From 01 July 2019, ceiling and underfloor insulation is compulsory in all New Zealand rental properties, where suitable. In addition to this, landlords have just over two years to ensure rental properties meet the Government's healthy homes standards, the minimum requirements for heating, insulation, ventilation, moisture and drainage, and draught stopping in rental properties. Here’s what you need to know about insulation requirements and healthy homes standards.
Insulation is now compulsory in rental homes
The 1 July 2019 deadline has now passed and the healthy homes standards have become law. All rental properties must now have ceiling and underfloor insulation installed, and landlords who do not have insulation installed in the ceiling and under the floor, where it is practicable to install it, are committing an unlawful act and may be liable for exemplary damages of up to $4,000.
As well as ensuring that your rental property is properly insulated, it’s important you check that all new tenancy agreements include a separately signed insulation statement covering what insulation the home has, where it is, what type and in what condition it is.
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Healthy Homes Standards
The healthy homes standards (HHS) set out the minimum requirements for heating, insulation, ventilation, moisture and drainage, and draught stopping in rental properties and landlords have until 1 July 2021 to ensure their rental properties comply with the standards within 90 days of any new or renewed tenancy.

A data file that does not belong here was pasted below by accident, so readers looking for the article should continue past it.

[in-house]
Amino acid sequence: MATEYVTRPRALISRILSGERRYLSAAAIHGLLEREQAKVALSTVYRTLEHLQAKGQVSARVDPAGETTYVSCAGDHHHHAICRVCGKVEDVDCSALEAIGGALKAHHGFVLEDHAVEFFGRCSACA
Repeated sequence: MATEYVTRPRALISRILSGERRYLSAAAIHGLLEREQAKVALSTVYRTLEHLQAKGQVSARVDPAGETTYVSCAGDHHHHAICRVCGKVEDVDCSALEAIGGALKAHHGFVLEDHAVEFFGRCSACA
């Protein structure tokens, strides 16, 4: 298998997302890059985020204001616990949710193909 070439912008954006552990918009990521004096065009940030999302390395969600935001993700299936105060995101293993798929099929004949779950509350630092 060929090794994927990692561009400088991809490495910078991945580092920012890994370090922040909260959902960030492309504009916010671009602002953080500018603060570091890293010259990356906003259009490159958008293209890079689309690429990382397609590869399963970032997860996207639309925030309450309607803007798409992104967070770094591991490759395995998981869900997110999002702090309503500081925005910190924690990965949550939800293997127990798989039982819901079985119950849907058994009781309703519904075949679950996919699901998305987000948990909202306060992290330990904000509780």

Here is a brief outline of the standards:
- Heating - Living rooms must have one or more fixed heaters providing at least enough capacity to heat the room to at least 18°C and be capable of maintaining this temperature during the coldest days of winter.
- Insulation - The minimum level of ceiling and underfloor insulation must either meet the 2008 Building Code, or (for existing ceiling insulation) have a minimum thickness of 120mm and be in reasonable condition with no dampness, damage or displacement.
- Ventilation - must include windows or doors that open in each habitable space. The windows or doors must comprise at least 5% of the floor area of that space. An appropriately sized extraction fan or rangehood must be installed in rooms with a bath or shower or indoor cooktop.
- Moisture ingress - If a rental property has an enclosed subfloor space, it must have an on-ground moisture barrier, which will stop moisture rising into the home.
- Drainage - The standards reinforce existing law that says landlords must have adequate drainage and guttering.
- Draught stopping - Any gaps or holes in walls, ceilings, windows, floors and doors that cause unreasonable draughts must be blocked. As a part of this requirement, landlords will have to block the fireplace or chimney of an open fireplace unless the tenant and landlord agree otherwise.
From 1 July 2019, landlords will also be required to:
- keep records that demonstrate compliance with any healthy homes standards that apply or will apply during the tenancy; and
- include a separately signed statement of intent to comply with the Healthy Homes Standards in any new, varied or renewed tenancy agreement.
If you are considering buying a rental property or you are already a landlord with one or more rental properties, it’s vital you keep up to date with important information around legislation changes that affect your rental properties and tenancy agreements. Visit the tenancy services website for more information.
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